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    Growing Independence and Fluency
Lindsay Bailey

Rationale: In order to become fluent readers, children must read fluently and enthusiastically.  It is important for teachers and parents to encourage children to read. This lesson is designed to stimulate an interest in reading and in book choosing, ultimately resulting in more fluent reading.

Materials: Grade level or accelerated reader reading lists, poster board, construction paper, crayons, markers, tape, glue, and glitter, your accelerated reader book lists, book talks on the selection of books to begin your class. As an example, I will use the book Click Clack Moo Cows That Type by Doreen Cronin

1. Cooperating teachers within the same grade level should come up with a reading program. In this program, each classroom will be provided with some of the selections of books from the reading lists (either your school's or the accelerated reader lists). Each student will be able to choose a book to read from this collection. The students will be given a specified amount of time to read their book.
2. After the students have read their books, they will be paired up and will discuss their book with a partner.  They will be encouraged to discuss why they did or did not like the book and if they would recommend it to a friend.
3. To begin with I will give the class several book talks on grade-level books chosen for the class. This will model for the children some of the things to pay attention for when reading a book and to discuss with their partner after reading their books. I will let each student choose a book to read.
4. Next, I will explain the lesson.  " In order for us to become good readers and have a good understanding of what we are reading it is important for us to practice reading and practice choosing the text that we read. Today we are each going to chose a book that we want to read. I know that some of you will want to read the same book, but it is important that you remember that each book needs to be chosen so that someone will be able to tell us about it. What kind of things should we look for when choosing a book?" Wait for children to come up with suggestions such as looking for a book that is an appropriate level or a book that you find interesting. " It is also important for you to remember that you need to read the book you chose very carefully because you will need to be able to discuss the book with a partner and make an advertisement for it. Does anyone know what an advertisement is? " Allow children to share their definitions while making sure the correct definition is eventually gotten.
5. I will then read the book Click, Clack Moo Cows That Type by Doreen Cronin. Before I begin reading, I will introduce the book by telling them that in the story there is a farmer who has discovered that his farm animals like to type. They begin leaving typed notes up in the barn demanding things such as blankets and other items. The animals tell the farmer that if he does not give them what they ask for they will go on strike. "What will the farmer do? We will have to read to find out!"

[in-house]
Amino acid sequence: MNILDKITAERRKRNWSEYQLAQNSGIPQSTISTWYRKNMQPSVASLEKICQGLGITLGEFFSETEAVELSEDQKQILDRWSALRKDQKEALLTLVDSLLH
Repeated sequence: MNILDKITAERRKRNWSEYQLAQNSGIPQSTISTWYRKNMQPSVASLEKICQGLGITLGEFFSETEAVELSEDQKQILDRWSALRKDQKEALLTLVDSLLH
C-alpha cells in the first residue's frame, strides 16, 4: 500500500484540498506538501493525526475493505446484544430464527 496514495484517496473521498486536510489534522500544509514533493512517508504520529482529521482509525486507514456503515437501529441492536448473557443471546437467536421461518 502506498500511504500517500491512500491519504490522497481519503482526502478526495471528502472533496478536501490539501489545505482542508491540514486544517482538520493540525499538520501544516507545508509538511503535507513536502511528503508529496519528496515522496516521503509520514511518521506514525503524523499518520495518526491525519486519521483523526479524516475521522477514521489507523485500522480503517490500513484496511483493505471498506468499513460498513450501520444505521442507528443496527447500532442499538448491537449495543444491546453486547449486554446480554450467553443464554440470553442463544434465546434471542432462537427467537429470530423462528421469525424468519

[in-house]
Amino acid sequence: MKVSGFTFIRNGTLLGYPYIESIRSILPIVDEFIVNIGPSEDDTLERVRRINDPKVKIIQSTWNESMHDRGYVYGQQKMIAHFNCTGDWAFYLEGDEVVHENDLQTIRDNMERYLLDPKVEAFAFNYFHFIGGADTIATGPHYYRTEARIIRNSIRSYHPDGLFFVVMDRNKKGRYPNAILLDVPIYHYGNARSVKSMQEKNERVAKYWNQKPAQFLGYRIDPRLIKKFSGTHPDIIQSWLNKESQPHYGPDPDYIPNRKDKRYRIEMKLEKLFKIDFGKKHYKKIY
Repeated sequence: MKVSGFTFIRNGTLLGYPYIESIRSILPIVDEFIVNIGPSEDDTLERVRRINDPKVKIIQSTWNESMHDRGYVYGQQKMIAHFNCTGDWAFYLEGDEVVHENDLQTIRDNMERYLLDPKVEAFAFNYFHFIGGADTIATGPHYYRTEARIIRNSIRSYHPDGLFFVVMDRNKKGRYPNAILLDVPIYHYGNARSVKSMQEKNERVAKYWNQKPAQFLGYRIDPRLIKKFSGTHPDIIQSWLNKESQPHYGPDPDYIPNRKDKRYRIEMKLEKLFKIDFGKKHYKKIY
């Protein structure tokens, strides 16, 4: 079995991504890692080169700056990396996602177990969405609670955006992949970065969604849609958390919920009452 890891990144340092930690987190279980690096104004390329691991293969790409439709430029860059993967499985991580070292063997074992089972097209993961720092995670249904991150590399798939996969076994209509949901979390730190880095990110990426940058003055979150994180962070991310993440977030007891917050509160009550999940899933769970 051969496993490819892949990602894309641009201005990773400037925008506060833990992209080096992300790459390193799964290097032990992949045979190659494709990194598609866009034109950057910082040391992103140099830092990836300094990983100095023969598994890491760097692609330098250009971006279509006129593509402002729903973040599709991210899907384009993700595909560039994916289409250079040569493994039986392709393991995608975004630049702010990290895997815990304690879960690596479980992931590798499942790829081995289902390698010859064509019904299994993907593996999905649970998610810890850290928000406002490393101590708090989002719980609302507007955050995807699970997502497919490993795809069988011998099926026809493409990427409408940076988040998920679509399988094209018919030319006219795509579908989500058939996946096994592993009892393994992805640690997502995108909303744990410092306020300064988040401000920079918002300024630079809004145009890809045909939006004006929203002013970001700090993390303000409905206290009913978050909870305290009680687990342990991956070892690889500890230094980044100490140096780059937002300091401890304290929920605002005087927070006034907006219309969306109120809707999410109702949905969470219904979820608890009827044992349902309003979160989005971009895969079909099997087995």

6. After I read the book, I will discuss with the class what I did and did not like about the book.  I will then make an advertisement for my book with the class. "What do you think is one thing I definitely need to put on my advertisement? The name and author of the book-yes I definitely think so! I want to write it big enough so that everyone can see. " I will then continue letting the children help me come up with other things to put on the advertisement such as characters in the story, illustrations, or even four stars or two thumbs up to let others know I thought it was a good book.
7. I will tell children that they will be making an advertisement too in order to convince other students to read the book. I will allow the children time to read their books, discuss them with a partner, and make their advertisements in class.
8. We will then share the advertisements with the class and another class of the same grade level. We will then begin the process again with the selection of books from the class that we switched with.

Assessment: I will be walking around during the book discussions looking for evidence that the children have read and have an understanding of what they have read. I will be using a checklist to assess their learning. I will also count the "advertisements" as a grade.

· Ruth Scroggins- "Got Any Good Books?"
· Wilson, P. (1992). Among Nonreaders: Voluntary reading, reading achievement, and the development of reading habits. In C. Temple and P. Collins (Eds.) Stories and readers: New perspectives on literature in the elementary classroom (p. 157-169). Norwood, MA : Christopher Gordon.

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